25 NOVEMBER 2016
First Practice Session: 1:43.297, Position: 3, Laps: 26
Second Practice Session: 1:41.389, Position: 4, Laps: 24
“My last Friday at the track for this season wasn’t bad. We had a few issues with the car today which meant aborting the last run was the sensible thing to do so we can check the car and make sure we are ready to go in the morning. Nothing is broken and there is nothing to worry about, just safe to stop early. The grip is always a bit difficult in the first session here with the temperatures being higher but already you can tell it’s a lot better as the track is cleaner in FP2. The Ultrasoft compound dropped off quite quickly, as you can tell by the short runs on them but the soft seems to be performing well. Ferrari look strong but we are up there also. I had a bit of traffic on my quick lap so I’m confident we are competitive, it should be an exciting qualifying tomorrow. Generally over the season we have improved from Friday to Saturday so I think tomorrow we will be strong.”
First Practice Session: 1:43.362, Position: 4, Laps: 27
Second Practice Session: 1:41.390, Position: 5, Laps: 33
“It’s hot here, even if it’s night-time and the tyres get worked pretty hard both front and rear so relative to everyone I think we still look pretty good. If we all put it together tomorrow we’re more or less there and I’m confident it’ll be a good fight for third place. As expected Mercedes are ahead but I don’t think they are miles ahead, so looking at today maybe we can still race them on Sunday. It’s a dangerous circuit around here, but I don’t see any reason to hold back in practice. If it’s Monaco then I understand if you’re being careful about your equipment but here you can definitely push and go on the limit so we’ll see tomorrow. Maybe Nico is holding back a bit and not showing Lewis too much. I think everyone predicts Lewis to take pole so it’ll be interesting to see how it plays out tomorrow. I definitely felt comfortable today and am looking forward to the next two days.”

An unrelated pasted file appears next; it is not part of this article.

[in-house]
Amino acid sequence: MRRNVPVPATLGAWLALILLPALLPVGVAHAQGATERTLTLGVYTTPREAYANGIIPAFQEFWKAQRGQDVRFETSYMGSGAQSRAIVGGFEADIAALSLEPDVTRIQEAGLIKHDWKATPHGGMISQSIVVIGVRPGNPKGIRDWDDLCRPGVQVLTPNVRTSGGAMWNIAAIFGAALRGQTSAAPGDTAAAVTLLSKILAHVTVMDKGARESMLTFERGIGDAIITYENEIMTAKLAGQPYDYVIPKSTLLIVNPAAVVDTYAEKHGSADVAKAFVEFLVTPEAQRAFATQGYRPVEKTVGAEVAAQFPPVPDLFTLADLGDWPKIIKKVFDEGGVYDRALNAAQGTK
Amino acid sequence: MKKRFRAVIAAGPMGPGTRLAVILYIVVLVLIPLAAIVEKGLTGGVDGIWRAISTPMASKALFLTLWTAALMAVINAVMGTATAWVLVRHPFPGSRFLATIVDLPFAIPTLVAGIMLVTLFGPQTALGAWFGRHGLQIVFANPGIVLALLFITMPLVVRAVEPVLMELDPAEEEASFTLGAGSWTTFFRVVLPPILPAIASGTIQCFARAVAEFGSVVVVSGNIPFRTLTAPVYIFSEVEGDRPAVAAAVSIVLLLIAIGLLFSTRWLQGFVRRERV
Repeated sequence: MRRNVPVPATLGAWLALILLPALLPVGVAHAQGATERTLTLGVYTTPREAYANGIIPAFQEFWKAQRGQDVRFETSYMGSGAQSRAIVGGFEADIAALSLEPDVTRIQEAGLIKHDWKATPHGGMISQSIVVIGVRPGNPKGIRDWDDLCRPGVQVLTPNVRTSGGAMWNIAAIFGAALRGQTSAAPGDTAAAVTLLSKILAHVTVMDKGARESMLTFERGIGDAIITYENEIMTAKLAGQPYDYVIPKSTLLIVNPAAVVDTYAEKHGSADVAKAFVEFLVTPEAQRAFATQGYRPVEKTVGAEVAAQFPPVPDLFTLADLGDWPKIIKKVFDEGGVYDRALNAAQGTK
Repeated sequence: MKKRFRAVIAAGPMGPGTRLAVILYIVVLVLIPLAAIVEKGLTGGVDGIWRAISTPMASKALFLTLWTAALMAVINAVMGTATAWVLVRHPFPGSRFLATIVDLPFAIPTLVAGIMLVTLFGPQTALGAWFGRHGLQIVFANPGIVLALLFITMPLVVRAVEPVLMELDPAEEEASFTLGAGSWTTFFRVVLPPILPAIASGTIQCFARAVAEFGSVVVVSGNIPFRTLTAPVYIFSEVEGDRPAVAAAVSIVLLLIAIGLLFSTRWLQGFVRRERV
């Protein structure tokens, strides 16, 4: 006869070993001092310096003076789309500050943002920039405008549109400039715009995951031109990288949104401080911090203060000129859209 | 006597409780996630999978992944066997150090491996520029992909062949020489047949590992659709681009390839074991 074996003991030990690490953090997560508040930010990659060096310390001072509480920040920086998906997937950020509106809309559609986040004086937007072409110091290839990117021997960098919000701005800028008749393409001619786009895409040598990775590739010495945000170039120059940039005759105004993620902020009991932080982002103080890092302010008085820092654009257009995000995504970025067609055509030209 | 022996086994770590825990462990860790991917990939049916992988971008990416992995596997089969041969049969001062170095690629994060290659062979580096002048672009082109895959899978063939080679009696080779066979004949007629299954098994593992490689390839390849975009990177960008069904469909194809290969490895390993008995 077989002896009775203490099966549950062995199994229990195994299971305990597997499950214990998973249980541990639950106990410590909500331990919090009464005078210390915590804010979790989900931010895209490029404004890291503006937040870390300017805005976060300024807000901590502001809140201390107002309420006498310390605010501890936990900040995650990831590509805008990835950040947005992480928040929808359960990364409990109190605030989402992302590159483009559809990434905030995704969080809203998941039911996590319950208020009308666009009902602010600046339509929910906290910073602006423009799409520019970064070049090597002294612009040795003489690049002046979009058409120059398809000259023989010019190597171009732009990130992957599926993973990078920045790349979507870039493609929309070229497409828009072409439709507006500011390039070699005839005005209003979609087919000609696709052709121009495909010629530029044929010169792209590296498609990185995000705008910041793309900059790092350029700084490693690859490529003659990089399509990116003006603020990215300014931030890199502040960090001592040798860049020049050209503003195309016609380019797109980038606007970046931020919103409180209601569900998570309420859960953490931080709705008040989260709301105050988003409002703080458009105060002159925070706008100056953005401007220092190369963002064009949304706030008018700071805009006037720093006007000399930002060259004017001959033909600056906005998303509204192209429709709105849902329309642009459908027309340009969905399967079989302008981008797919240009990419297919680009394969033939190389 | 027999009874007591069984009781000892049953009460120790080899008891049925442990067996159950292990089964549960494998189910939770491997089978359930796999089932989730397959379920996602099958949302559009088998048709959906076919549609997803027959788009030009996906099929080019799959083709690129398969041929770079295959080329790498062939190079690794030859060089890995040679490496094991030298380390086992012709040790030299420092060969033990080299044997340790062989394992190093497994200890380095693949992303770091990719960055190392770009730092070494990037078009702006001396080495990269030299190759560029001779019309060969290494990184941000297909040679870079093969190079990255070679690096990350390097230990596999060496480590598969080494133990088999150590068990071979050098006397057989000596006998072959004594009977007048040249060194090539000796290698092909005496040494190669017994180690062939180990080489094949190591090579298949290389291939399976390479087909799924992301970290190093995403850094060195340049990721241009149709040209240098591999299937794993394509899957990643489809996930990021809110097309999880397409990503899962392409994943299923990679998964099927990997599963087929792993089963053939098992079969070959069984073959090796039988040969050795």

The End is Nigh
We could probably count the insane air miles total of the average paddock worker, or calculate the number of cans of Red Bull imbibed across the course of this marathon season, but frankly we’re too knackered. So, as we approach the final stretch of the longest ever F1 season, take a bow everyone who made it through the whole tour, you’re all heroes. And to celebrate your achievement here are a few more lengthy sporting extravaganzas….
1.     Longest Marathon – In 1912 Japan’s Shizo Kanakuri made a fairly gruelling trip by ship and Trans-Siberian Railway to take part in the marathon at the Stockholm Olympics. The debilitating journey took its toll and during the race Kanakuri passed out and was cared for by a farming family on the route. Embarrassed by his failure to finish Kanakuri quietly returned to his homeland without notifying race officials. Thus race officials considered his marathon incomplete and the runner missing. In 1967, he was tracked down by Swedish television and offered the opportunity to complete his run. He accepted and finished his marathon in 54 years, 8 months, 6 days, 5 hours, 32 minutes and 20.3 seconds, remarking, “It was a long trip. Along the way, I got married, had six children and 10 grandchildren.”